I can make a constitutional argument that a felon's voting
rights are restored the instant his time behind bars is over using Amendment 13 and 15.
Right now, the courts agree that you still have 1st, 4th, 5th, 6th, 7th and 8th Amendment rights regardless of felony convictions. However, courts have ruled that your 2nd amendment rights and your voting rights are denied or abridged after some types of convictions.
1. Neither slavery nor involuntary servitude, except as a punishment for crime whereof the party shall have been duly convicted, shall exist within the United States, or any place subject to their jurisdiction.
2. Congress shall have power to enforce this article by appropriate legislation.
1. The right of citizens of the United States to vote shall not be denied or abridged by the United States or by any State on account of race, color, or previous condition of servitude.
2. The Congress shall have power to enforce this article by appropriate legislation.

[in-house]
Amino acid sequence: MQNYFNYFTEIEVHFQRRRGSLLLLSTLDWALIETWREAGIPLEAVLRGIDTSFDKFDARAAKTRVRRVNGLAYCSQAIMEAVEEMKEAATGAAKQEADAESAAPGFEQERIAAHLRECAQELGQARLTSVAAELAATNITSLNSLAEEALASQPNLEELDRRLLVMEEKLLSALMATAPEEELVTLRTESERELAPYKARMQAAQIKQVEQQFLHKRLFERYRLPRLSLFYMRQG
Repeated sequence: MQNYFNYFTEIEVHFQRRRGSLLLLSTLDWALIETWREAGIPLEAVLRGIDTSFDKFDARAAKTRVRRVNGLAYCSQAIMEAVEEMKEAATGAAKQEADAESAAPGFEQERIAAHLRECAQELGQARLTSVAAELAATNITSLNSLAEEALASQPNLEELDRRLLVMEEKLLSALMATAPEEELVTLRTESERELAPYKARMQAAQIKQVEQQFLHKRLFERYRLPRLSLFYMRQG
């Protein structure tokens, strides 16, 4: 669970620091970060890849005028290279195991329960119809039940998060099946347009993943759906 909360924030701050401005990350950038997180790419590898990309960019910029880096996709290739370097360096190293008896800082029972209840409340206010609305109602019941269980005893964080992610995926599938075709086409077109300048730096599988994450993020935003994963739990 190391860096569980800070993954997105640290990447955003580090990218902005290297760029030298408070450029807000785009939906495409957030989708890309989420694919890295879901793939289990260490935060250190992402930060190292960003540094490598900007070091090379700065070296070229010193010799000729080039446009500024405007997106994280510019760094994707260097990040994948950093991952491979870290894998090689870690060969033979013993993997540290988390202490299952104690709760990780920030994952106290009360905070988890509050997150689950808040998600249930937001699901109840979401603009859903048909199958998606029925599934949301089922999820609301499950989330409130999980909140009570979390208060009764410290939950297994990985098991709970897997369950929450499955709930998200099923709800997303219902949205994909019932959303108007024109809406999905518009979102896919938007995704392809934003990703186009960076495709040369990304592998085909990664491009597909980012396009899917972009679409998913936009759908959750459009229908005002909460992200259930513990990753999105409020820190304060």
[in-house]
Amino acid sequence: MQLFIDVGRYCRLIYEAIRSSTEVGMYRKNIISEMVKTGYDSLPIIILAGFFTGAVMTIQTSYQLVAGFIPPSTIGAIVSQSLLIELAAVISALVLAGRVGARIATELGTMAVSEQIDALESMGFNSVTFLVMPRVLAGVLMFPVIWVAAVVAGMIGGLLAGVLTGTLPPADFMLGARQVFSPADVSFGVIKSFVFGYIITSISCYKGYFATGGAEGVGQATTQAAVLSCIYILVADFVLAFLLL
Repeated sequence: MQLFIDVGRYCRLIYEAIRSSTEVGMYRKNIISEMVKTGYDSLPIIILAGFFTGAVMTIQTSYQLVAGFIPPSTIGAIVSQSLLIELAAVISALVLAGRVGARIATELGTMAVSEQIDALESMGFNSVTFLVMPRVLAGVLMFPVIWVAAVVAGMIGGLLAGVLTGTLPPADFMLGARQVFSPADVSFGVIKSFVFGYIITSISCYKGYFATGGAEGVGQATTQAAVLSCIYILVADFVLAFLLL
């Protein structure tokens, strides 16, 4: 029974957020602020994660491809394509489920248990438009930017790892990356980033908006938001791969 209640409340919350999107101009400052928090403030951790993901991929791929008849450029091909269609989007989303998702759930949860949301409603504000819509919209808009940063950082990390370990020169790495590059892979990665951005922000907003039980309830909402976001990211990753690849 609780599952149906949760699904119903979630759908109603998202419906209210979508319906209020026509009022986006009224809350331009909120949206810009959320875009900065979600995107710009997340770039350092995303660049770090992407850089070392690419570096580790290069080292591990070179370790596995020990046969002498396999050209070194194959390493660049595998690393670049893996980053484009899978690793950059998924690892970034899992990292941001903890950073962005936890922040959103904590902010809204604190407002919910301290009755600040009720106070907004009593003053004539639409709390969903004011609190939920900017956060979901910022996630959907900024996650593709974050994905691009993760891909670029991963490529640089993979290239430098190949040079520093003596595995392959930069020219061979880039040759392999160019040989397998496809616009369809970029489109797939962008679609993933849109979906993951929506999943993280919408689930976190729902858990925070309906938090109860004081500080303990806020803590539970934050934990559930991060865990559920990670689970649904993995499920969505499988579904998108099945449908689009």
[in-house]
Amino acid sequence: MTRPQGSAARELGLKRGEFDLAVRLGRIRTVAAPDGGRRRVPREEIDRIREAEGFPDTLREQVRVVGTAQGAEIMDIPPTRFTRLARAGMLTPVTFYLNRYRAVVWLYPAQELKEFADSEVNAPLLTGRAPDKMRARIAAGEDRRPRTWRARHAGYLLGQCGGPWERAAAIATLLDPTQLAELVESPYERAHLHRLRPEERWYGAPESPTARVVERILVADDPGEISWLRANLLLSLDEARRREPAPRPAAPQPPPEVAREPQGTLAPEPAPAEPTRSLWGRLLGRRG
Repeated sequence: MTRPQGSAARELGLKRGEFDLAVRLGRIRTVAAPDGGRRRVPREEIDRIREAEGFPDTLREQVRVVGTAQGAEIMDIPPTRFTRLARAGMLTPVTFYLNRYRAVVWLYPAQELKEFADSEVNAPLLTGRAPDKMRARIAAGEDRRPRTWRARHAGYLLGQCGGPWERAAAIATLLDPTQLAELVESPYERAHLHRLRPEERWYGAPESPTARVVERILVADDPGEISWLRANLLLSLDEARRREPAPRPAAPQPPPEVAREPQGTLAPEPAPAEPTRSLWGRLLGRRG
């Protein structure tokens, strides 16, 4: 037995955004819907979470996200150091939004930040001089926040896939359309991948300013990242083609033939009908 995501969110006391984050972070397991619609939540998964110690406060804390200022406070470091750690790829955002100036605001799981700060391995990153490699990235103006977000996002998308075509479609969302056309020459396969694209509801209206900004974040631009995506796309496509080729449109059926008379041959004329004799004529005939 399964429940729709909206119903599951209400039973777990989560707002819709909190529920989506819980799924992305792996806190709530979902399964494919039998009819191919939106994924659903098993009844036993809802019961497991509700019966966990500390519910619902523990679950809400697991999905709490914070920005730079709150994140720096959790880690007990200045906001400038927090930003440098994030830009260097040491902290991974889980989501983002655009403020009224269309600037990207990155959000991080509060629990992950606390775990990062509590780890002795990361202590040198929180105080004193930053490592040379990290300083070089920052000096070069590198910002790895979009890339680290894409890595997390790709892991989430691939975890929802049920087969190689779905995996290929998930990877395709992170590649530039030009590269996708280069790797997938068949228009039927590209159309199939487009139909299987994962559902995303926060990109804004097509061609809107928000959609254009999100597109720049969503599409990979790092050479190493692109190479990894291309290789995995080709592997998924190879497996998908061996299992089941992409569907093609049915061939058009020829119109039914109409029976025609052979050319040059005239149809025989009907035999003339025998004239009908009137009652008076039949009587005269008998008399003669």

Amendment 15 says the right of a US citizen to vote shall not be denied on account of previous condition of servitude. Amendment 13 clearly uses the term involuntary servitude as a punishment for a crime, where a person has been duly convicted.
Thus, because Amendment 13 defines involuntary servitude as a condition of slavery or as a punishment for a crime and Amendment 15 states that prior condition of servitude is not a basis for denying a voting right, anyone who has been released from involuntary servitude has a right to vote.
My argument is that the courts have completely misinterpreted our constitution and its amendments on the voting issue, as is clearly stated above. Furthermore, their interpretation of the 2nd amendment right is based on the same false premise. Thus, once a person has been freed from incarceration and has been freed from parole/probation restrictions, that person has the right to vote and own firearms, as well as all of the other rights the courts normally allow them.